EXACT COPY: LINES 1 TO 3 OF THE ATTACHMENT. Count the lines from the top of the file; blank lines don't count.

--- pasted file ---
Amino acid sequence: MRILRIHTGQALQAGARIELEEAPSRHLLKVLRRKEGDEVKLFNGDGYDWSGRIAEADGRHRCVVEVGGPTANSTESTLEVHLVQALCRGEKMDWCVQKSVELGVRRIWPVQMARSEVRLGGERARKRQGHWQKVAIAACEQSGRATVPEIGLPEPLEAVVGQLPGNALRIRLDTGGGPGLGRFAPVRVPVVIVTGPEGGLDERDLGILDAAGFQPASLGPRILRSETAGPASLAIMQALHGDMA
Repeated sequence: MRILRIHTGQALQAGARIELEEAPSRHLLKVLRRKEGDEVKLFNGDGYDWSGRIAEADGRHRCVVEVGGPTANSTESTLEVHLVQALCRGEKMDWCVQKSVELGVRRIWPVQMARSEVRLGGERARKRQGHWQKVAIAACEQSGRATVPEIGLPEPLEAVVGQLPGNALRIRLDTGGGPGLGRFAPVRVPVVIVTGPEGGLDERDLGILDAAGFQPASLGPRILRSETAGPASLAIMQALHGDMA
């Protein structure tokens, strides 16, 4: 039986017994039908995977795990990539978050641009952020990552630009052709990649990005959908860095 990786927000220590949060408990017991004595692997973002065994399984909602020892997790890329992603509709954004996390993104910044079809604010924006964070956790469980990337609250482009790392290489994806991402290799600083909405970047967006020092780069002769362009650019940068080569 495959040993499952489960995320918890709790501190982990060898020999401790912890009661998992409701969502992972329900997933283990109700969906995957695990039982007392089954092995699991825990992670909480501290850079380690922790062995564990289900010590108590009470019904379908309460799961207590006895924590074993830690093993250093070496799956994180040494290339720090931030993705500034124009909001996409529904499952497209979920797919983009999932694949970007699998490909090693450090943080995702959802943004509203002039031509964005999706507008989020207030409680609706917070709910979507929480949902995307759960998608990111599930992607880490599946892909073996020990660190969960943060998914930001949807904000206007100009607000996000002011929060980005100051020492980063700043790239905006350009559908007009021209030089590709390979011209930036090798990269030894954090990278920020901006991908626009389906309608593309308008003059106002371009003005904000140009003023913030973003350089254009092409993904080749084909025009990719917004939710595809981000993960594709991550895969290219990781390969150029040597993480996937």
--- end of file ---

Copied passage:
Amino acid sequence: MRILRIHTGQALQAGARIELEEAPSRHLLKVLRRKEGDEVKLFNGDGYDWSGRIAEADGRHRCVVEVGGPTANSTESTLEVHLVQALCRGEKMDWCVQKSVELGVRRIWPVQMARSEVRLGGERARKRQGHWQKVAIAACEQSGRATVPEIGLPEPLEAVVGQLPGNALRIRLDTGGGPGLGRFAPVRVPVVIVTGPEGGLDERDLGILDAAGFQPASLGPRILRSETAGPASLAIMQALHGDMA
Repeated sequence: MRILRIHTGQALQAGARIELEEAPSRHLLKVLRRKEGDEVKLFNGDGYDWSGRIAEADGRHRCVVEVGGPTANSTESTLEVHLVQALCRGEKMDWCVQKSVELGVRRIWPVQMARSEVRLGGERARKRQGHWQKVAIAACEQSGRATVPEIGLPEPLEAVVGQLPGNALRIRLDTGGGPGLGRFAPVRVPVVIVTGPEGGLDERDLGILDAAGFQPASLGPRILRSETAGPASLAIMQALHGDMA
């Protein structure tokens, strides 16, 4: 039986017994039908995977795990990539978050641009952020990552630009052709990649990005959908860095 990786927000220590949060408990017991004595692997973002065994399984909602020892997790890329992603509709954004996390993104910044079809604010924006964070956790469980990337609250482009790392290489994806991402290799600083909405970047967006020092780069002769362009650019940068080569 495959040993499952489960995320918890709790501190982990060898020999401790912890009661998992409701969502992972329900997933283990109700969906995957695990039982007392089954092995699991825990992670909480501290850079380690922790062995564990289900010590108590009470019904379908309460799961207590006895924590074993830690093993250093070496799956994180040494290339720090931030993705500034124009909001996409529904499952497209979920797919983009999932694949970007699998490909090693450090943080995702959802943004509203002039031509964005999706507008989020207030409680609706917070709910979507929480949902995307759960998608990111599930992607880490599946892909073996020990660190969960943060998914930001949807904000206007100009607000996000002011929060980005100051020492980063700043790239905006350009559908007009021209030089590709390979011209930036090798990269030894954090990278920020901006991908626009389906309608593309308008003059106002371009003005904000140009003023913030973003350089254009092409993904080749084909025009990719917004939710595809981000993960594709991550895969290219990781390969150029040597993480996937």